Next we’ll understitch our binding. This means we will stitch the binding to seam allowance. This will help our binding lay flatter and prevent the binding from shifting toward the front side of the quilt. To do this， move the needle position to the right to position 3.
Now place the quilt and binding under the presser foot， starting at the top end of one of the binding strips and nesting the center guide of the edgestitching sole against the seam of the binding.
Begin the seam with two or three backstitches then sew all the way down the strip of binding， securing the seam at the end of the strip as well. Cut your threads and repeat the process on the remaining three sides.
Step 6. Clip， turn， and pin
Clip the seam allowances at the corners of your quilt. This will reduce bulk and help create clean， sharp corners.
Now turn the corner pieces out so that they lay on the back side of the quilt and the ends of the binding strips are hidden. Use a point turner， like the OESD Expert Point &； Press Tool， to press the corners all the way out.
Press the binding smoothly on the back side of the quilt and pin it down all the way around. You can also use Wonder Clips by Clover for this as they work nicely to secure the bulky layers of a quilt and its binding.
Step 7. Stitch it down
Finally， hand stitch the binding to the back side of the quilt all the way around.
Now you have a beautiful， invisibly bound quilt to use or hang in your home!
UPDATE (4/2/15): Did you ever scroll down to see the bottom……APRIL FOOLS’!!!!
Imagine my delight when Clare requested a Peacock-themed party for her 6th birthday. We had some fun handmade ideas but also found many cute peacock products on the market. During our research (a-hem, shopping) we found beautiful items for not only birthday festivities but bridal showers, graduation parties and weddings. Classic peacock motifs don’t seem to be going anywhere soon.Today I’m going to give you a peek at the party. In another post I’ll share all of the product sources. I’m also happy to turn any of the handmade items into a tutorial although everything we did was pretty simple! Just let me know what you would like to know more about in the comments.A few days before the party Clare threw a wrench in the peacock party by requesting a classic “doll” cake. Since I had one for my own sixth birthday and it was one of my favorite birthday memories, I was happy to oblige. I think we pulled in the peacock-theme pretty well. Yes,the peacock princess has a bird on a leash. haOne of Clare’s contributions to the decor was a peacock palace bird house.With our leftover cake batter, I made these easy peacock mini-cupcakes. I really love them. So cute!All of the girls painted and decorated their own birdhouse to take home. I was impress with how hard they all worked on them. I wanted to keep them in a row here on my windowsill.Before the party, Clare took to the craft paper covered table with a peacock feather rubber-stamp. Not only did it add some charm to the tabletop but it helped the birthday girl work out some pre-party gitters.Here the lucky girl in her new peacock feather skirt with lace trim.And here is the poor peacock princess getting her fingers melted off (oops.)In the corner we set up a photobooth and let the girls mug it up with costumes and props. They felt like stars and it ensured that I snapped a pic of each girl with Clare! Of course they are masked so it could become a bit mysterious down the line.Then we played a few classic party games like our Knock ‘Em Down game. Kids love this thing!By combining handmade with store-bought, we saved a little cash and our sanity and created a pretty and fun party to remember. Don’t forget to leave a comment if you want to hear more about these projects and products and I will make sure the info is in the next posts. Happy birthday Clare!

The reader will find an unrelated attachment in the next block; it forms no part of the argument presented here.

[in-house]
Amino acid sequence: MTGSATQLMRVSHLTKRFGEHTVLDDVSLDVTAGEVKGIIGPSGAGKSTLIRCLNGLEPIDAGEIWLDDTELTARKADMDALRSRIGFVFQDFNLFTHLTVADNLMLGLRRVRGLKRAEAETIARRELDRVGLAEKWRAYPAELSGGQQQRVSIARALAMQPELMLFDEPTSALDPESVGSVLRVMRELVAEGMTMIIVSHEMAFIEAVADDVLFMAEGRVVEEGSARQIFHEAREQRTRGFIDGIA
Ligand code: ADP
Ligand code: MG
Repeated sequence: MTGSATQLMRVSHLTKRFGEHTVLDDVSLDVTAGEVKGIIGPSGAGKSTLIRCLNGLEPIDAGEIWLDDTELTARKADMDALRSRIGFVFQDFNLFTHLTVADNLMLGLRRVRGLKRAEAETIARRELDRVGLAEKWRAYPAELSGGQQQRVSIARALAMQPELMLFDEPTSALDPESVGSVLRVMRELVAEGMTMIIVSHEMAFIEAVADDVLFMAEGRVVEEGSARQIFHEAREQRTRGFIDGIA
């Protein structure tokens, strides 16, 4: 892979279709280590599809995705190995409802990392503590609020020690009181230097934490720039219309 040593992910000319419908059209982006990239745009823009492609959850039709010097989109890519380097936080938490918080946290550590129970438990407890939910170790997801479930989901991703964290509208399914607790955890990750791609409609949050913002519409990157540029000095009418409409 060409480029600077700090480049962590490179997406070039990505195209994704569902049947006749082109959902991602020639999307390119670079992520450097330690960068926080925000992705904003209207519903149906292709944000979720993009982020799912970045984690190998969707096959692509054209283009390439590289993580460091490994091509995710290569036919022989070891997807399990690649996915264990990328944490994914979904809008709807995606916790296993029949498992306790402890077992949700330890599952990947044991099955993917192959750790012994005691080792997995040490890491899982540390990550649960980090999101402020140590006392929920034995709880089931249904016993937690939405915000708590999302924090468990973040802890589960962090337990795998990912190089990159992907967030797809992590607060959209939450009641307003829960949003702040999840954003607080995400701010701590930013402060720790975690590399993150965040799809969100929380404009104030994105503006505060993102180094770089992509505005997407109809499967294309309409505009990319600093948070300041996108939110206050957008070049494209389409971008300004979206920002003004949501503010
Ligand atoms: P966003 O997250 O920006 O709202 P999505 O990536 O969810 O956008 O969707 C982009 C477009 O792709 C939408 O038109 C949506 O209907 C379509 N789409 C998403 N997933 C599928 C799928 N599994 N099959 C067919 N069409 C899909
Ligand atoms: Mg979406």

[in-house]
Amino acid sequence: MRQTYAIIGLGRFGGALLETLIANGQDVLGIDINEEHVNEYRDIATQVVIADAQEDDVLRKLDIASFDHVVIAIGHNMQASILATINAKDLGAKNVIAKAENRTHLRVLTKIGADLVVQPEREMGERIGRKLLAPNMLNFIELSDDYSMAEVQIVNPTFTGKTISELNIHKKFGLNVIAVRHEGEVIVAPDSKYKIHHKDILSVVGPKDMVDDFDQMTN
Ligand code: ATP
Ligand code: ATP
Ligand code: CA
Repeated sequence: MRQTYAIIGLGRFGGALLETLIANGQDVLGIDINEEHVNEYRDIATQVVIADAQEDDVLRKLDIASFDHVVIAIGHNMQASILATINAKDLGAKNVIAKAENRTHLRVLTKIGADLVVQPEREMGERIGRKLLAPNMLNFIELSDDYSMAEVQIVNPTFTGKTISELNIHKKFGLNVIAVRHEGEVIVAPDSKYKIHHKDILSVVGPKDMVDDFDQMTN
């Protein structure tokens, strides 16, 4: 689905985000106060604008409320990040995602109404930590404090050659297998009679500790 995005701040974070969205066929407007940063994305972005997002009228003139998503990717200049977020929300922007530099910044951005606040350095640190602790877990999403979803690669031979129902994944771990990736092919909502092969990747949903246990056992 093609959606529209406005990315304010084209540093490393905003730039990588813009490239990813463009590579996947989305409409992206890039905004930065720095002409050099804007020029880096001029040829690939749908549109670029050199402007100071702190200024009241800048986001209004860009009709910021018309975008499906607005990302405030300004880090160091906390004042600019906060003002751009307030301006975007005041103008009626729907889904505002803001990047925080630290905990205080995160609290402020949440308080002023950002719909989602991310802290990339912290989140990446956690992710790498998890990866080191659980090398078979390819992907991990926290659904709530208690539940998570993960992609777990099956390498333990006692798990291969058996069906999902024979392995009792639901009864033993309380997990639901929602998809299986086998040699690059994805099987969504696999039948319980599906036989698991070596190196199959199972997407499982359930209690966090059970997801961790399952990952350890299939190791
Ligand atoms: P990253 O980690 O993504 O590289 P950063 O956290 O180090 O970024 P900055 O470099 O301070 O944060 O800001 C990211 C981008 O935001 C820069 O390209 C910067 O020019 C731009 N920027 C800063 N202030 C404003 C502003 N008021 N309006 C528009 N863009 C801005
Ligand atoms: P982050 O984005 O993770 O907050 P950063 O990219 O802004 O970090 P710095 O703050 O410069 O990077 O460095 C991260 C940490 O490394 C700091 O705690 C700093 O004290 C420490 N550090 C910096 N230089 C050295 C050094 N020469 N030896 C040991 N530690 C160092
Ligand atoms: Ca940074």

Being a little sister has its challenges, I see that now. Ameli constantly looks up to her sister, imitates her and wants to do the same things. Most of them she can do but there's one she can't - go to preschool. Although she'll start soon, this September wasn't easy for her. Lily went back to school after the summer break and Ameli wanted to join the kids. I wanted to find an idea to make this easier for her, to make her feel like a big girl. And since she likes packing her sisters backpack, I decided to make her a backpack, too.